If you are the only programmer working on a repository, you can push changes from the Git Staging view and its “Commit and Push…” button.


If  there are multiple programmers, you should just “Commit”.   Later, you can push all changes by right-clicking the project and selecting Team > Push to Upstream.

Synching with the remote repository

There’s an important discipline that everyone must develop with respect to the remote repository, which is that you should always pull in remote changes before pushing up your own.  If there are incoming changes, then you must recheck the merged code to verify that it is OK.

With multiple programmers, you should perform the following steps manually:

  1. Commit your changes locally.
  2. Pull remote changes, and deal with any merge conflicts.
  3. Verify that the merged code compiles correctly and that the code works correctly.  If there are any problems, fix them and then go back to step 1.
  4. Push all commits to the remote repository.

Further Reading:



Installing Eclipse

Eclipse is a sophisticated professional development environment for Java, C++, and other languages.   Eclipse was the officially supported development environment for FRC for the 2015 through 2018 seasons.  In 2019, WPILib has shifted their focus to developing in Visual Studio Code, but you’ll find that Eclipse is still an excellent platform for FRC development.

FRC robot programs will be built using GradleRIO, which can execute from inside any development environment.

Step 0:  Install prerequisites

You must install Java.  Even if you will be developing in C++, you’ll need Java installed to run Eclipse and GradleRIO.  You should define your JAVA_HOME environment variable to point to your JDK installation.  Often setting JAVA_HOME is considered optional, but I have seen many strange situations resolved after this variable has been properly set.

You should obtain and run the WPILib one-step installer (available at the beginning of the 2019 season).  Even if you’ll be developing with Eclipse,  you’re likely to need the tools and project templates included in this package.

It is recommended (though not strictly required) that you also install git, instructions for which are at: https://git-scm.com/ .

Step 1: Download and install Eclipse

Eclipse is available for Windows, Macintosh, and Linux. Download the installer from https://www.eclipse.org/downloads .  As of this writing, the latest version of Eclipse is called Photon.  If possible, run the installer as Administrator.  The installer will offer you several versions of the program.  Pick either “Eclipse IDE for Java Developers” or “Eclipse IDE for C/C++ developers”.


Eclipse is a big program, and you should consider looking at the online documentation. Here are a few concepts to get you started:

  1. There are a lot of things going on in the main Eclipse window.  Editors appear in the middle of the window.  This is where you modify code. The tabbed panels surrounding the editors are called Views. Views give you information about your whole project and allow you perform important actions, such as build and deploy code.  There are more views available than are currently displayed, and you can add them from the Window > Show View menu.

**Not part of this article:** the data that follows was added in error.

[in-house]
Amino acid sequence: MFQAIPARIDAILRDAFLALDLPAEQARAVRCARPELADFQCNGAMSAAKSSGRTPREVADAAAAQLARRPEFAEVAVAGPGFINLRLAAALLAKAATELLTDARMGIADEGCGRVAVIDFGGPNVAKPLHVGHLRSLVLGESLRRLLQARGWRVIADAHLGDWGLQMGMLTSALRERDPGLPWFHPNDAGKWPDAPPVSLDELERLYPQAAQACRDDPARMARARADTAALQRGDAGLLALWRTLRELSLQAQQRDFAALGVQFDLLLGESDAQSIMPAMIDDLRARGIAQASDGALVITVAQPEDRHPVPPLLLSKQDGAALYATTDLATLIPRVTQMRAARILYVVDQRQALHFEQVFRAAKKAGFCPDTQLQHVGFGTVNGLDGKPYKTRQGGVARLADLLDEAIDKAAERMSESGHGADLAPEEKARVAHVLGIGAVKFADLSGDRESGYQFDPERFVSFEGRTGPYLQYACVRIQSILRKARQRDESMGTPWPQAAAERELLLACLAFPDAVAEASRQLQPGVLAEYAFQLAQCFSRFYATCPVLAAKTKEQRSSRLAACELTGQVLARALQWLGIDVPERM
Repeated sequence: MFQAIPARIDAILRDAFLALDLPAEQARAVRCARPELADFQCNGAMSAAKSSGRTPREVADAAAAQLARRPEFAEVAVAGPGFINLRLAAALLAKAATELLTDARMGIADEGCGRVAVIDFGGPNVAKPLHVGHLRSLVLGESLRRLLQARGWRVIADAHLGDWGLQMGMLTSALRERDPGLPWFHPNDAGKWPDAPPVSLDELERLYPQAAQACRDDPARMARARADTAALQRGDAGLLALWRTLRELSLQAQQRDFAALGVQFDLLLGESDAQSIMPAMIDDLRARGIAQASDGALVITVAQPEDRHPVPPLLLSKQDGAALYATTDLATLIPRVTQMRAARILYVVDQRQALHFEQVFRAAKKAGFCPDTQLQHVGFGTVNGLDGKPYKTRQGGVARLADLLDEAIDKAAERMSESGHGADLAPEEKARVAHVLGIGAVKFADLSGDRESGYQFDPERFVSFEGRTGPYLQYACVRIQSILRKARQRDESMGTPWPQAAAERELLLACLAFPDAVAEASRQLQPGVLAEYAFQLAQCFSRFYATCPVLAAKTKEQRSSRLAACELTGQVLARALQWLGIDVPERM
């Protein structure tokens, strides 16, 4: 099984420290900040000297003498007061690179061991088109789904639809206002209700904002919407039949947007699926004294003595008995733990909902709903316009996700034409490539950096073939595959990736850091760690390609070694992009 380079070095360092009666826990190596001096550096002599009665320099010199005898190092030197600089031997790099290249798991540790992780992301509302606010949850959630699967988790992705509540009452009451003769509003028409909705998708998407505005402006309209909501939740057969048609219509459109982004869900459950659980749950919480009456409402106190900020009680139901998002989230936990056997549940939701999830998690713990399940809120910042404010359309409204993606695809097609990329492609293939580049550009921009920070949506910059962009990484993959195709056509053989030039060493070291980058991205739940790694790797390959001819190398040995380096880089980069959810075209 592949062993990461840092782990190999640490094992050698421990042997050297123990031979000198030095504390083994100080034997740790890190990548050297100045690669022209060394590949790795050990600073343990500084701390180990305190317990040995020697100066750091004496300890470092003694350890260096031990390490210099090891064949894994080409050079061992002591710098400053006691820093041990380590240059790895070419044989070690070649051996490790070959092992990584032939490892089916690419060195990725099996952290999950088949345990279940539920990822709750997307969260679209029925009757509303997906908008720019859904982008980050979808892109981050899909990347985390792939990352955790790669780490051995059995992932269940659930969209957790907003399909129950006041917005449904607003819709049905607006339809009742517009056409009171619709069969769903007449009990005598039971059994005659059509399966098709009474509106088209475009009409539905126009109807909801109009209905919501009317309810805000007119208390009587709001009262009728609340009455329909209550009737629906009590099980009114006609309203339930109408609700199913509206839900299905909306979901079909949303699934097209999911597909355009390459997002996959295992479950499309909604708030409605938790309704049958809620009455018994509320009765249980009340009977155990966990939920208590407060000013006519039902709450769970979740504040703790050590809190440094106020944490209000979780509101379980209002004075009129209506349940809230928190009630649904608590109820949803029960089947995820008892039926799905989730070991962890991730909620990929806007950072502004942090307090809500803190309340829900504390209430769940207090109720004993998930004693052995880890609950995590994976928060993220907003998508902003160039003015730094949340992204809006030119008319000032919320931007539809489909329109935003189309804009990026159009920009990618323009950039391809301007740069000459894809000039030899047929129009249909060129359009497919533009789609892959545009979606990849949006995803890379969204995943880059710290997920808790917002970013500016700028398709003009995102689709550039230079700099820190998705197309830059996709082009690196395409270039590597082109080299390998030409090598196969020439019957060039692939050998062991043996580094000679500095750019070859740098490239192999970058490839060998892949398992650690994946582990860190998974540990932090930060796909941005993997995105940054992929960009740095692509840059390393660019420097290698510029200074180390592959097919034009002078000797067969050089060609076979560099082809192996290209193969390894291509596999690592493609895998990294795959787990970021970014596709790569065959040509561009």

For now, important views to know about include:

    1. The Package Explorer view on the left side shows all available projects.  From here you can open projects and then drill down to find files which can then be edited.
    2. The Outline view on the right side shows a table of contents of any file you are editing.
    3. The Problems view on the bottom shows things that are wrong with your code.  If there is a compile error in the code, you will see it here.
  2. The Preferences dialog allows you to change some Eclipse configurations.  On Macintoshes this can be opened from the Eclipse menu.  On all other computers it is under the Windows menu.
    Also, right-clicking on any project within the Package Explorer view will let you open the Properties dialog for that project.  The project Properties dialog lets you reconfigure the project.
  3. You can extend the functionality of Eclipse by adding plugins.  Plugins are managed from the Help menu, starting with the menu items for “Install New Software…” and “Eclipse Marketplace…”


Once Eclipse starts up, you should verify that it will be using your preferred Java installation. Open the Preferences dialog and then click on “Java” and then “Installed JREs”.  Make sure that your preferred JDK installation is present and is checked.


Step 2: Install the Gradle plugin

Now we’ll want to install a plugin to Eclipse that makes it easier to build and deploy your robot programs.  Click on the Help menu and select “Eclipse Marketplace…”  In the dialog’s find box, type “Buildship Gradle”.  Click the Install button for the Gradle plugin.  Eclipse will need to restart to complete installation.


After the restart, open the Eclipse Preferences dialog and click on the “Gradle” item.  Make sure that “Gradle wrapper” is selected.  Apply and close.

Click on the Window menu and select “Show View…” and “Other…”.  Find the “Gradle” item and select “Gradle Tasks”.   The Gradle Tasks view is where you will build and deploy your robot programs.

Step 3: Build a simple project

Creating  new robot programs in Eclipse is a lesson I’ll defer to another tutorial.  For now, you can download an existing project and verify that Eclipse can build robot programs.

  1. Go to https://github.com/firebears-frc/testrobot0/releases/ and download testrobot0.zip . Uncompress this ZIP file onto your laptop, probably in your Documents folder.
  2. From the File menu, select Import…
  3. In the Import dialog select General and then Existing Projects.  Select your new testrobot0 directory as the root.  Hit the Finish button.  This will create a new testrobot0 project in your Package Explorer.
  4. You should also see testrobot0 in your Gradle Tasks view.  Open this item and then open “build”.  Double-click on the “assemble” task.  This should successfully compile the program.